Hello, I have crohns disease, and to be able to start a drug called Remicade, the doctors needed to be 100% sure that I didn't have latent TB. When they did the test it came back as a non-positive, where they couldn't determine 100% if I i had it or not. The reason why the results were screwed up was due to the amount of steroids and other drugs I was taking and the test couldn't be accurately done. So, long story short, they had to treat me as if I did have TB and I had to go through the drug cycle (that you'll be starting shortly). For me, i was done in 6 months... Quick warning- you CANNOT drink on this medication, your liver will be pushed hard from this drug alone, and no need to risk anything with alcohol. And secondly, try to see if your drug treatment can end after 6 months. That's when I stopped, but I requested it once I found out that the drug was "properly treated to medical standards" but I didn't prefer to do a few extra months "just to be safe" knowing how tough this pill was on my liver, and the likelihood that I didn't even have TB in the first place.

If you have any questions, please don't hesitate to ask. I'm pretty familiar with what you're about to experience and I'm happy to help answer any questions you may be wondering right now.
edit on 29-10-2015 by jhn7537 because: (no reason given)



posted on Oct, 29 2015 @ 08:06 PM
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a reply to: [post=19976964]bananashooter[/post
The reason why they are doing all of those testing, is that they want to make sure on several things:

1) There is a good chance you have been exposed to TB, with the positive testing.
2) They need to make sure that you do not have a secondary infection going on. TB is a tricky disease, and ultimately in order for you to beat it, it helps to have a healthy immune system. If your immune system is compromised, then it would mean that there is other problems that could come up.

The Doctors are wanting to rule out all other possibilities before proceeding forward. This is essential as they are going to put you on a series of medications, that have to be taken and could interact with other medications. They are wanting to get it cleared from your system.



posted on Oct, 29 2015 @ 08:11 PM
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Yes, I have had several false positive TB skin tests, as my skin is rather delicate and puffs up if an insect flies too close.

Having to go to the local TB healthcare facility for more in-depth screening was almost scarier than the TB scare itself... imagine having to wait in a room full of folks with active TB... with much coughing and hacking... I stood near a window breathing through my sleeve and thought if I didn't have it before, I would now... but was fine.

If they draw blood and find actual TB, then at least much of it can now be managed (barring the resistant strains that now exist)... and I would heartily suggest looking into high doses of vit c and some vit d, as they are very good at boosting one's immune system, yet not many folks know about it.

Good luck...



posted on Oct, 29 2015 @ 08:49 PM
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I'll be checking in to see what your results are. Hang in there!



posted on Oct, 29 2015 @ 09:12 PM
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Tb is SO INFECTIOUS that they have to do further screening. In my state you must do a TB test to even work in a restaurant. So don't be offended that someone has rung the alarm bells. And of course there are false positives, but that can be cleared up. If you can get some free blood work done over the issue, cool!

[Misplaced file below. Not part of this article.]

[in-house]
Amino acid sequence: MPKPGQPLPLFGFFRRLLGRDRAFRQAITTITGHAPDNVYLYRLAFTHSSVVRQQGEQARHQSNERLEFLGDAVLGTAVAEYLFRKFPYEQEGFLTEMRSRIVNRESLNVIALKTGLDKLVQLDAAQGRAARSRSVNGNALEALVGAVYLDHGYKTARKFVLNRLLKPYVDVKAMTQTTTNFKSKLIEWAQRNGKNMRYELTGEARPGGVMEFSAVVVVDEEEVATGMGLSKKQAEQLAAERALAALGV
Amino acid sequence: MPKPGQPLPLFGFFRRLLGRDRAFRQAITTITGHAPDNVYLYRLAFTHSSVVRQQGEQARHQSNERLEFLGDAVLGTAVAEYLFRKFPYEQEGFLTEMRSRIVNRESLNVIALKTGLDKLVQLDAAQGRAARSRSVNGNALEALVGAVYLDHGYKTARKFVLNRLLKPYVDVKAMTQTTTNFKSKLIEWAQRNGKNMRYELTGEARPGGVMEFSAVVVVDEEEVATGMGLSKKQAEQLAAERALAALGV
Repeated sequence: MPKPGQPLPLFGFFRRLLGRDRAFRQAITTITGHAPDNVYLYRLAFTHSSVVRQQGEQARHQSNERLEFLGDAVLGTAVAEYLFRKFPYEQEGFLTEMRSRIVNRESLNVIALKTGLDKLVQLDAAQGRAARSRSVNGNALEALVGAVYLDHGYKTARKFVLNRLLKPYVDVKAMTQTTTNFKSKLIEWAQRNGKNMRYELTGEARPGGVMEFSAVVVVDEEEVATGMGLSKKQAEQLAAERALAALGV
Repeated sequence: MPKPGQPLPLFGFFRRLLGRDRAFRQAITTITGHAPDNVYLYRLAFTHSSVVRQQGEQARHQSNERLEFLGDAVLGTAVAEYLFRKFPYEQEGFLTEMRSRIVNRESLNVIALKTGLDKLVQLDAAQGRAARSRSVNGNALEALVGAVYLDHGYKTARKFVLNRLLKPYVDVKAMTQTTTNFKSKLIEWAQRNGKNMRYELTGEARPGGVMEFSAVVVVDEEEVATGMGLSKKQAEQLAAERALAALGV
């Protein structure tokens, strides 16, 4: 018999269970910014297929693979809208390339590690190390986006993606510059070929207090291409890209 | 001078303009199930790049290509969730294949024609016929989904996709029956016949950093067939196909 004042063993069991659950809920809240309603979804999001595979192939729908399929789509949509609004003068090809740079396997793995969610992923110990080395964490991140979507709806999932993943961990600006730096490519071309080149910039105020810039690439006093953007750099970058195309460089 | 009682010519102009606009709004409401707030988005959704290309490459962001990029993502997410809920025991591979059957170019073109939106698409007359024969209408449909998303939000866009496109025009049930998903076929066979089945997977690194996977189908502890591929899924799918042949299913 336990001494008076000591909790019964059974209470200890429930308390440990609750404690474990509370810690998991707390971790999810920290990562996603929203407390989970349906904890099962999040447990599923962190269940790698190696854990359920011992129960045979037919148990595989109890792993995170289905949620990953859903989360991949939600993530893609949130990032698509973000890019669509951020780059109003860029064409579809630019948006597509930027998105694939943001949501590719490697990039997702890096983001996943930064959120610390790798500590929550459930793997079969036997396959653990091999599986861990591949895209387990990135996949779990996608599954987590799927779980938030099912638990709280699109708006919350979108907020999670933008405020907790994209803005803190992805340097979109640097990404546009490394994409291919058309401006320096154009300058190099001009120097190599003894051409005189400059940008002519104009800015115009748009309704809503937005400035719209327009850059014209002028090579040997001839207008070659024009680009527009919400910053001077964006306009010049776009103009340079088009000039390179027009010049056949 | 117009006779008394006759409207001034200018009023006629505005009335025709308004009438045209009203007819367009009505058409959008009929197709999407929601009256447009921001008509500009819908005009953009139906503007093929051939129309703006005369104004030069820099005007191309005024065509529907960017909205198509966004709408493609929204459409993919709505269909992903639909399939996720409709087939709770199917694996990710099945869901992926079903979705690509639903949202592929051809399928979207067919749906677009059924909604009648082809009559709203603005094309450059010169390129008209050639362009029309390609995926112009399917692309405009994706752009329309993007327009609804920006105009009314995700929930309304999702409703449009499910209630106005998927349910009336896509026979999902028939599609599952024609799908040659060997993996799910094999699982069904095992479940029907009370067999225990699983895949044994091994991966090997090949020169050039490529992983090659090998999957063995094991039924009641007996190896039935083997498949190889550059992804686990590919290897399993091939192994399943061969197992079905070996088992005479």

posted on Oct, 29 2015 @ 09:22 PM
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a reply to: jhn7537

How tough is the medicine on your liver? I'm taking some psychiatric meds that are tough on my liver, but is this so bad that 6 months of it causes serious damage?



posted on Oct, 29 2015 @ 09:30 PM
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a reply to: bananashooter

Many years ago I tested positive for TB, and had to got through blood tests too.

The reason for the other tests is due to finding out what medication you can use. If you've been treated for say Hep, you'll not be able to take the meds they dish out for TB. If you did, it would end up destroying your liver and killing you.

When I tested positive, and then they checked my blood, I tested positive for TB but it was dormant. It was explained to me that you can get TB simply by someone sneezing on you who has it, but their TB is active. Our bodies have a natureal immunity to fight it, but if your immune system is low at the time of exposure (IE you just got over being sick.....have a immune deficiency.....etc) you can be infected with TB yourself.

It can be dormant in your system for a very long time, and then be triggered to go active by something as simple as getting the flu.

I had to go on meds for 6 months taking Isoniazid. I also had to take extra vitamine B pills for it. Each month they took blood to check and make sure the Isoniazid was teaching my body how to fight off the TB. After 6 months I was clear.



posted on Oct, 29 2015 @ 09:51 PM
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a reply to: bananashooter




never had TB vaccination.



Sorry to hear about your testing positive for TB but the statement above says a lot , well to me at least . And the graph below also . This is the TB rate in Australia since inoculations were started in schools .






Australia’s overseas-born population continued to represent the majority of TB notifications (88%) with a notification rate of 20.2 per 100,000.

edit on 29-10-2015 by hutch622 because: (no reason given)